on the merry-go-round after band.
We spend nights in the cemetery,
halfway between our houses, trying
not to let unfinished spirits take
over before we start our own
lives. You kiss me in the dark hall
by the locker rooms. My pink
slip falls from my hand to the floor.
… among other things. I have much to say about my experience at the erotic energy intensive, but as my heart & body & mind sorts through everything, here’s a poem I wrote on the plane.
The bowl of the Jemez Valley
sinks the circle to center. We
dip our unclothed bodies into
the hot pools, hearts cracking
open like the sky after mid-
afternoon thunder storms
saunter in to nourish the thirsty
ground of the high desert. Skin
shows wear, blush, want—
we take turns holding ourselves
under water, letting our bodies sink
and surface. Ant colonies construct
the shifting ground under our feet.
The hummingbirds arrive when we
offer them sugar water, offering
themselves as medicine in return.
We fly in the kitchen, sit like
boulders in the zendo, grow
wings through holding, fill our bowls,
dip our fingers in to clean them.
I attempt re-mothering, I am Daddy,
I watch, shining light inward
down from my comfortable purple
easy chair. I discover an inner
engagement, ready to wed;
act it out in ten minute experiments
while wheelbarrows win, rain
falls, voices are replaced. Our
climaxes are our own responsibilities.
We dazzle in the evenings under
the milky way, emptying and refilling
our hungry open bowls.
There is more to you than this identity. It makes everything make more sense, and without it you might be lost, but with it you are only ever on one path. You contain more multitudes than that.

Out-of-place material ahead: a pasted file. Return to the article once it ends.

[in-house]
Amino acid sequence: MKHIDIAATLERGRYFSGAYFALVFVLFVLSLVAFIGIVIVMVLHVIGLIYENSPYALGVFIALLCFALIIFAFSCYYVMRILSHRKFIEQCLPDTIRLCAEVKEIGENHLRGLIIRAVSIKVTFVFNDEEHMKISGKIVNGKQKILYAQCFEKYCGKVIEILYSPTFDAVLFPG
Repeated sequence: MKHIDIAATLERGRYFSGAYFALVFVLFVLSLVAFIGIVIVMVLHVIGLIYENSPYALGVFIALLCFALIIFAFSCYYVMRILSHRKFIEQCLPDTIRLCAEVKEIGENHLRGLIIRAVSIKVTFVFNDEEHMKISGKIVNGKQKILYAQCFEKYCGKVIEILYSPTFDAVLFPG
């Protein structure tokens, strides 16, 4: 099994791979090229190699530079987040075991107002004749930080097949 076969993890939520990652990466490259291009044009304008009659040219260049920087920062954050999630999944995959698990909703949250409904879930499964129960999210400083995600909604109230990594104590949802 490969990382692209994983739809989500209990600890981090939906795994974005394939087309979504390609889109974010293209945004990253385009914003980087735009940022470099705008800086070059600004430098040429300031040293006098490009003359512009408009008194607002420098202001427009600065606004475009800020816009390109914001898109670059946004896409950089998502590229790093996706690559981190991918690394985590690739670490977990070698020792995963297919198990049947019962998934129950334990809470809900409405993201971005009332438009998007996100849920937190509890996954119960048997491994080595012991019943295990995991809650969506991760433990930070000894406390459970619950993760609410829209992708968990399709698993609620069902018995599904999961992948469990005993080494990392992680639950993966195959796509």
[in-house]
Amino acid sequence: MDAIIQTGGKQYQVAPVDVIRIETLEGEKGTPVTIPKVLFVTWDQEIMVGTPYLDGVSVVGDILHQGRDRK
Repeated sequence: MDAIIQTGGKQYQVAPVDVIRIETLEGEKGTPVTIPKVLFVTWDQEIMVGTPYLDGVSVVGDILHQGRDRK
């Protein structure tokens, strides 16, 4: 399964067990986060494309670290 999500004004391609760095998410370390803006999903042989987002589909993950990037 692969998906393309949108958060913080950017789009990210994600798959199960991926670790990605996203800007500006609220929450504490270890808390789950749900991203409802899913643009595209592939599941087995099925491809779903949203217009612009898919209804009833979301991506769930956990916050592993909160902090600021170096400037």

Dance. Cook. Read. Make peace with your body. Look at the stars.
Don’t make everything about you. Willingly admit you are wrong, even if sometimes you know you are right. Eagerly say “I’m sorry.” Easily say “I love you,” but learn to recognize your own worth. Keep the borders of your kingdom well-watched and flexible. Keep your muscles flexible. Climb mountains. Pick wild flowers, even though they wilt. Because they wilt. Don’t let people make you wilt. That’s doesn’t have to have anything do with you. Listen to their stories. Remember that we yell because we do not feel heard.
Make a list of ways you feel heard.
Learn how to partner dance so you can make your partner look beautiful, spinning and open-mouth laughing on the dance floor. Cook. Read. Make peace with your body.
Elevate the discussions over brunch with your buddies and use them to try out your date outfits. Downgrade your tee shirts to workouts and loungewear and upgrade your presentation. Make a list of places you can wear your very best suit that are not weddings or funerals. If you don’t have a suit, invest in a suit. There’s a reason it’s a classic. It’s okay to get it at a thrift store. It’s okay to stop shopping at thrift stores now that you know how to use money. Practice rocking a tie on special occasions. Make a list of special occasions. Thursdays can count as special occasions.